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Bringing the Balinese Language to Balinese Schools Posted by on Oct 23, 2013 in Company News, Language Learning

At Transparent Language, we are proud to contribute our innovative language learning technology to the world’s under resourced languages as part of the 7000 Languages Project. More exciting than the language learning resources we create, however, is how those resources can be integrated into the community to preserve and promote that language.


Image courtesy of visual bali

Back in February, we announced our partnership with BASABali, an organization dedicated to preserving the Balinese language. In the months since then, we have worked together to create and promote the first ever multimedia materials for teaching Balinese. But the story doesn’t end there.

Alissa Stern, Executive Director of BASABali, reported some great news this week. The Balinese language software we’ve produced together has been accepted as part of the regular Balinese middle school curriculum!


One of the conversation videos on which the Balinese course is based.

As you may know, Balinese schools are taught in Indonesian as are the schools from other Indonesian islands.  However, the Mayor and Minister of Culture for DenPasar, the capital of Bali, recognized the high quality of the materials, noting that they fit perfectly into the current curriculum. As a result, the software will now be used during a 1-hour per week Balinese language instruction permitted in the schools, as well as in after-school programs.

Alissa reports that, “We are piloting the program in 12 middle schools, with 2 students from Udayana University helping with each middle school and a committee comprised of a linguistic professor and his students who are coordinating the whole thing.” Selected schools are located mainly in and around the Balinese capital, including SMP Tunas Bangsa, SMP Bina Nusantara, and SMP Negeri (1, 2, and 4).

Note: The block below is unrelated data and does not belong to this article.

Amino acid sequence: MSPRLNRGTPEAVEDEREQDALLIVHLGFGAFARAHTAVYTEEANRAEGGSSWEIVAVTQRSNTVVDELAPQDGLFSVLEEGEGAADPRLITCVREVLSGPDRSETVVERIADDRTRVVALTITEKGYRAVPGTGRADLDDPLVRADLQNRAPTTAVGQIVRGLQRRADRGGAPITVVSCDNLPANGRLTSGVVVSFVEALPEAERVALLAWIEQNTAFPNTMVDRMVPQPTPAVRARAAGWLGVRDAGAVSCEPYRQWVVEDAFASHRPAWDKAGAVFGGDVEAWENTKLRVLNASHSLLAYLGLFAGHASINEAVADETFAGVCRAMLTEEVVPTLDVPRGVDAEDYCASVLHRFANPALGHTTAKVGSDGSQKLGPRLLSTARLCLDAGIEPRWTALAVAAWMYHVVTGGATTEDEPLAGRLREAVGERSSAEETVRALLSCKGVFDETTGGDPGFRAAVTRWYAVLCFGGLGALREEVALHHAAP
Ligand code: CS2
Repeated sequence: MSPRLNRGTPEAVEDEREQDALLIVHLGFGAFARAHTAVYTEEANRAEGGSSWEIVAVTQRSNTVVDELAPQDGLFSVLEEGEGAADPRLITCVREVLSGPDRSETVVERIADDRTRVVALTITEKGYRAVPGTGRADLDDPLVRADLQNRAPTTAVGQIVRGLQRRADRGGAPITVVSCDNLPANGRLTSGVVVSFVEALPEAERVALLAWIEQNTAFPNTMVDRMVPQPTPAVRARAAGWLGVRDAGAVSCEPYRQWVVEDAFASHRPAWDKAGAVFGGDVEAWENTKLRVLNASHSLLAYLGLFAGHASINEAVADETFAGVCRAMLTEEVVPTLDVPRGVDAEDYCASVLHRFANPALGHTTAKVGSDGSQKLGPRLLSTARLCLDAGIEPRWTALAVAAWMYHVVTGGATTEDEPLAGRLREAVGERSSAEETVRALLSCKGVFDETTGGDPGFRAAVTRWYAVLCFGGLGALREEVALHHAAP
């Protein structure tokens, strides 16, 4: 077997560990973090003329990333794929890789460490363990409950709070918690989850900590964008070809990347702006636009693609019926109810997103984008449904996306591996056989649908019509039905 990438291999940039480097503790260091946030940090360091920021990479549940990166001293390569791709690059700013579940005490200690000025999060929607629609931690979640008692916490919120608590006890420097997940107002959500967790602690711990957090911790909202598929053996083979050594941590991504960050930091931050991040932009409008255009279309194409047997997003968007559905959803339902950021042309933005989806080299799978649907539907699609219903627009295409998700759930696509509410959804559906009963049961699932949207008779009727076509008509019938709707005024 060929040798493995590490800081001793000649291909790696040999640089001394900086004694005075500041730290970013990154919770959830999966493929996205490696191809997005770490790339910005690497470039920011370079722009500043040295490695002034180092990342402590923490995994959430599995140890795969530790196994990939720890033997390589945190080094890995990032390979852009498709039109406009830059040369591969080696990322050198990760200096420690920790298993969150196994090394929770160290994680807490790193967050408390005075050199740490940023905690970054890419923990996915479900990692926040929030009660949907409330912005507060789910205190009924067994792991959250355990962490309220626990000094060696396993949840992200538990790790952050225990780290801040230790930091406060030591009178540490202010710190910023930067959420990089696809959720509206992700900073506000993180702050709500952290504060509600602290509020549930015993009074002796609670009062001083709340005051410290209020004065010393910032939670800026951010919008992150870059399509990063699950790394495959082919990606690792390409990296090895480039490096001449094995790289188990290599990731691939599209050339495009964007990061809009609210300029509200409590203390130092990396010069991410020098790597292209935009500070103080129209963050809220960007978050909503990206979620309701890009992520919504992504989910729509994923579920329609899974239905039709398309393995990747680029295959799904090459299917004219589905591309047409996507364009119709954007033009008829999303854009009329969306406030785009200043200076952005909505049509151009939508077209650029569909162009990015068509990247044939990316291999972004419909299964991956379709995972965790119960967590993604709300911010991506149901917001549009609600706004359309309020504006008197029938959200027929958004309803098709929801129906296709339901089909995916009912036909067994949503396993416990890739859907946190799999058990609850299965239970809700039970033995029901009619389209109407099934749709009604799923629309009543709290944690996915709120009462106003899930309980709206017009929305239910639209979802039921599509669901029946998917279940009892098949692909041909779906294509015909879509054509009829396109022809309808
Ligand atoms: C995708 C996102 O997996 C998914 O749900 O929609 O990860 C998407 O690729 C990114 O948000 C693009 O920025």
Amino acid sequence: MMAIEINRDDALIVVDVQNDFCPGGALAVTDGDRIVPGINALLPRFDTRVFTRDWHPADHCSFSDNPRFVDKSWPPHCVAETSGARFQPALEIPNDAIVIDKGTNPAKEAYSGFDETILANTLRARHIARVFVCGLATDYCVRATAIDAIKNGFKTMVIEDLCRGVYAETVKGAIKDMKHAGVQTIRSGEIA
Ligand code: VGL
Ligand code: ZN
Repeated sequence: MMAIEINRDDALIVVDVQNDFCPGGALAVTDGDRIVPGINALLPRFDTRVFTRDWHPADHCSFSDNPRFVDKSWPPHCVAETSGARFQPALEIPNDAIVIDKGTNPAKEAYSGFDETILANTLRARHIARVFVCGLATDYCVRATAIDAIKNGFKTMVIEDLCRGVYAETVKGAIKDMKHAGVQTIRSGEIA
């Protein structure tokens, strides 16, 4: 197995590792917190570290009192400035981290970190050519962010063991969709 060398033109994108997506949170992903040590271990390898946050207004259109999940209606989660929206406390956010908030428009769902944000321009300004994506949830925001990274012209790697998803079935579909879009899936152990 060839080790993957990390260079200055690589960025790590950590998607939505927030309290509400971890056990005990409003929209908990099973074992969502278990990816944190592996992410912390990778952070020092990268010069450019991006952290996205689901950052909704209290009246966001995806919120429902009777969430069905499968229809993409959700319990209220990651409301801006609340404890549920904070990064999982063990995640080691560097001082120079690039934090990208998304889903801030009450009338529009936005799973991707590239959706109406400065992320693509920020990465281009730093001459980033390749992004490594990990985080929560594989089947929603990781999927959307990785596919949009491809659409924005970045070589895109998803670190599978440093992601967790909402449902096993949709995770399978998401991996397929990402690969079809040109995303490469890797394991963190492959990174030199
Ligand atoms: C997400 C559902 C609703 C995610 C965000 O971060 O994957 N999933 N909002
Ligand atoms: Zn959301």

Image courtesy of BASABali

The 7000 Language Project materials being used in the pilot program have English as the facilitating language for learning Balinese. Alissa and the great team at BASAbali are now also working on an Indonesian/Balinese version of the programs, which could be used in more schools, further from the capital. The Minister of Culture has expressed interest in learning more about that version when it’s released, and everyone is hopeful that that version can be put to work in the schools as well.

The goal of the 7000 Languages Project is to create and make available best-of-class technology-enabled learning materials in languages of limited commercial interest. Just making those materials available to interested teachers and learners is exciting. But once the materials exist, it opens up all sorts of opportunities to energetic visionaries, like the folks at BASAbali, who are proactively expanding the use of the materials to advantage schools and university programs.

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